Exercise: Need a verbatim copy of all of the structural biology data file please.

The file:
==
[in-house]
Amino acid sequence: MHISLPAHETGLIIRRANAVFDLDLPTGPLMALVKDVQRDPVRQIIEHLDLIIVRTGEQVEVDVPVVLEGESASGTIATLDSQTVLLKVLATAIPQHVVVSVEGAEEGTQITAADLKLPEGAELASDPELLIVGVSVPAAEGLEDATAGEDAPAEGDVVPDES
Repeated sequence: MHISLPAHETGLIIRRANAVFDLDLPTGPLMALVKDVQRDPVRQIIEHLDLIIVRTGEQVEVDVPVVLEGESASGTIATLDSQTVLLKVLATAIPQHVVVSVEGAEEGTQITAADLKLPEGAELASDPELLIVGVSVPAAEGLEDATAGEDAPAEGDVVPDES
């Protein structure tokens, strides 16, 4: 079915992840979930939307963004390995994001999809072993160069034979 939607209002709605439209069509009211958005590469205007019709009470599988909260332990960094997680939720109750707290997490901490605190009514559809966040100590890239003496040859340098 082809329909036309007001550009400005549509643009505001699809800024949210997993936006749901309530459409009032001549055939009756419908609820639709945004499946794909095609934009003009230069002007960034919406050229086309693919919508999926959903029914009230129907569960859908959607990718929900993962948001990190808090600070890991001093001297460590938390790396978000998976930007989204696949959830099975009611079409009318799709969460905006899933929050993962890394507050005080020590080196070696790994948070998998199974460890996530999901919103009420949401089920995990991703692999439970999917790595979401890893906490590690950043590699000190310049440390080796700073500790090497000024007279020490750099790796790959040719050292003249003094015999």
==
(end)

[in-house]
Amino acid sequence: MHISLPAHETGLIIRRANAVFDLDLPTGPLMALVKDVQRDPVRQIIEHLDLIIVRTGEQVEVDVPVVLEGESASGTIATLDSQTVLLKVLATAIPQHVVVSVEGAEEGTQITAADLKLPEGAELASDPELLIVGVSVPAAEGLEDATAGEDAPAEGDVVPDES
Repeated sequence: MHISLPAHETGLIIRRANAVFDLDLPTGPLMALVKDVQRDPVRQIIEHLDLIIVRTGEQVEVDVPVVLEGESASGTIATLDSQTVLLKVLATAIPQHVVVSVEGAEEGTQITAADLKLPEGAELASDPELLIVGVSVPAAEGLEDATAGEDAPAEGDVVPDES
């Protein structure tokens, strides 16, 4: 079915992840979930939307963004390995994001999809072993160069034979 939607209002709605439209069509009211958005590469205007019709009470599988909260332990960094997680939720109750707290997490901490605190009514559809966040100590890239003496040859340098 082809329909036309007001550009400005549509643009505001699809800024949210997993936006749901309530459409009032001549055939009756419908609820639709945004499946794909095609934009003009230069002007960034919406050229086309693919919508999926959903029914009230129907569960859908959607990718929900993962948001990190808090600070890991001093001297460590938390790396978000998976930007989204696949959830099975009611079409009318799709969460905006899933929050993962890394507050005080020590080196070696790994948070998998199974460890996530999901919103009420949401089920995990991703692999439970999917790595979401890893906490590690950043590699000190310049440390080796700073500790090497000024007279020490750099790796790959040719050292003249003094015999």